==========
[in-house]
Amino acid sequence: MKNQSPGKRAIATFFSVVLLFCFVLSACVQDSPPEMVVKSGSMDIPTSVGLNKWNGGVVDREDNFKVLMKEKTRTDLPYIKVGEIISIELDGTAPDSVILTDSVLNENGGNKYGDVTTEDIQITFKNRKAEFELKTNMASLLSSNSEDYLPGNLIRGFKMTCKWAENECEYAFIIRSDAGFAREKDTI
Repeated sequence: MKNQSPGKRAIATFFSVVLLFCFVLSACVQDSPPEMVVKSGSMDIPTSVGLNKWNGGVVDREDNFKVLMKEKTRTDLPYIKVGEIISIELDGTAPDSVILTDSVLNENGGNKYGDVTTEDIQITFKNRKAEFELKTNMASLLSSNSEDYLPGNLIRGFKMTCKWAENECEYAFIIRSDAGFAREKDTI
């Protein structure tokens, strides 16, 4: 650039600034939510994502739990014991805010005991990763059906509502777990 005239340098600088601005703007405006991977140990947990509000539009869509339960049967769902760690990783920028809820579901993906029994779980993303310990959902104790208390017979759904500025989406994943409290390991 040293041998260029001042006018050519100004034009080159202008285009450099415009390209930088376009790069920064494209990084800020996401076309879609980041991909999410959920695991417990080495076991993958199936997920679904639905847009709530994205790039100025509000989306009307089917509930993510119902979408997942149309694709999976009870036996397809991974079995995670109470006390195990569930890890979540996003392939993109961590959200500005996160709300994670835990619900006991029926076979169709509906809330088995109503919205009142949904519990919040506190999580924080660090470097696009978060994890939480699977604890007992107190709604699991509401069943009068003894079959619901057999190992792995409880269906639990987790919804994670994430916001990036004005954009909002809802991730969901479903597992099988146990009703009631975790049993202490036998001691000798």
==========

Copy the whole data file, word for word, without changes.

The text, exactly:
[in-house]
Amino acid sequence: MKNQSPGKRAIATFFSVVLLFCFVLSACVQDSPPEMVVKSGSMDIPTSVGLNKWNGGVVDREDNFKVLMKEKTRTDLPYIKVGEIISIELDGTAPDSVILTDSVLNENGGNKYGDVTTEDIQITFKNRKAEFELKTNMASLLSSNSEDYLPGNLIRGFKMTCKWAENECEYAFIIRSDAGFAREKDTI
Repeated sequence: MKNQSPGKRAIATFFSVVLLFCFVLSACVQDSPPEMVVKSGSMDIPTSVGLNKWNGGVVDREDNFKVLMKEKTRTDLPYIKVGEIISIELDGTAPDSVILTDSVLNENGGNKYGDVTTEDIQITFKNRKAEFELKTNMASLLSSNSEDYLPGNLIRGFKMTCKWAENECEYAFIIRSDAGFAREKDTI
């Protein structure tokens, strides 16, 4: 650039600034939510994502739990014991805010005991990763059906509502777990 005239340098600088601005703007405006991977140990947990509000539009869509339960049967769902760690990783920028809820579901993906029994779980993303310990959902104790208390017979759904500025989406994943409290390991 040293041998260029001042006018050519100004034009080159202008285009450099415009390209930088376009790069920064494209990084800020996401076309879609980041991909999410959920695991417990080495076991993958199936997920679904639905847009709530994205790039100025509000989306009307089917509930993510119902979408997942149309694709999976009870036996397809991974079995995670109470006390195990569930890890979540996003392939993109961590959200500005996160709300994670835990619900006991029926076979169709509906809330088995109503919205009142949904519990919040506190999580924080660090470097696009978060994890939480699977604890007992107190709604699991509401069943009068003894079959619901057999190992792995409880269906639990987790919804994670994430916001990036004005954009909002809802991730969901479903597992099988146990009703009631975790049993202490036998001691000798």